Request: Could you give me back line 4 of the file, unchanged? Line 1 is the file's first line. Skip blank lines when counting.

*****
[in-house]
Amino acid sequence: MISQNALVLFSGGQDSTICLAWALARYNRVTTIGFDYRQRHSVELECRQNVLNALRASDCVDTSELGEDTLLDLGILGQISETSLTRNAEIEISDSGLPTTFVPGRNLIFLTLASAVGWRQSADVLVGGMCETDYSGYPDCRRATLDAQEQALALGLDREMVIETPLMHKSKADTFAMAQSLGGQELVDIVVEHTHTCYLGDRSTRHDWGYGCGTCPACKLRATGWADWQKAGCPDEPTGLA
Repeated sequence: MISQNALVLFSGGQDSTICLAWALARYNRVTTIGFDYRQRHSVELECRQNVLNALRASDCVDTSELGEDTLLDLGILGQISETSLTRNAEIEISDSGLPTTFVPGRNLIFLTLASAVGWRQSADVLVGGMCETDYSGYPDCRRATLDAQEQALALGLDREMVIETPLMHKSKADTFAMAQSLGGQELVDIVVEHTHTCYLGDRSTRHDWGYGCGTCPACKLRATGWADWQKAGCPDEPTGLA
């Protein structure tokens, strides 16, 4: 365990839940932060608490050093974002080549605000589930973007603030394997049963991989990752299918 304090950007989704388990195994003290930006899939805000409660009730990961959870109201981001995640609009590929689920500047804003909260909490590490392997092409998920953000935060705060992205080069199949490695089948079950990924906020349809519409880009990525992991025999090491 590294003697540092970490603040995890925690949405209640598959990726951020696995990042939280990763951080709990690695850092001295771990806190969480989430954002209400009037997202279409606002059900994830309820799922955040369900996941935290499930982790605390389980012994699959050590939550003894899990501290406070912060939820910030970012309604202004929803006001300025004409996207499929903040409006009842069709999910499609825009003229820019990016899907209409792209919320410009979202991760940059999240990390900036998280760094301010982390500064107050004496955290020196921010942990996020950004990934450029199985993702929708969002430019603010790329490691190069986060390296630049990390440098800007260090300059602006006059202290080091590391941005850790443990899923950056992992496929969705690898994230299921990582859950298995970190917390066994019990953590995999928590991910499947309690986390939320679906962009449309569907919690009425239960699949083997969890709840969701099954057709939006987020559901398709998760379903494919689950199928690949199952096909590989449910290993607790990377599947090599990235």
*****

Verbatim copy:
């Protein structure tokens, strides 16, 4: 365990839940932060608490050093974002080549605000589930973007603030394997049963991989990752299918 304090950007989704388990195994003290930006899939805000409660009730990961959870109201981001995640609009590929689920500047804003909260909490590490392997092409998920953000935060705060992205080069199949490695089948079950990924906020349809519409880009990525992991025999090491 590294003697540092970490603040995890925690949405209640598959990726951020696995990042939280990763951080709990690695850092001295771990806190969480989430954002209400009037997202279409606002059900994830309820799922955040369900996941935290499930982790605390389980012994699959050590939550003894899990501290406070912060939820910030970012309604202004929803006001300025004409996207499929903040409006009842069709999910499609825009003229820019990016899907209409792209919320410009979202991760940059999240990390900036998280760094301010982390500064107050004496955290020196921010942990996020950004990934450029199985993702929708969002430019603010790329490691190069986060390296630049990390440098800007260090300059602006006059202290080091590391941005850790443990899923950056992992496929969705690898994230299921990582859950298995970190917390066994019990953590995999928590991910499947309690986390939320679906962009449309569907919690009425239960699949083997969890709840969701099954057709939006987020559901398709998760379903494919689950199928690949199952096909590989449910290993607790990377599947090599990235």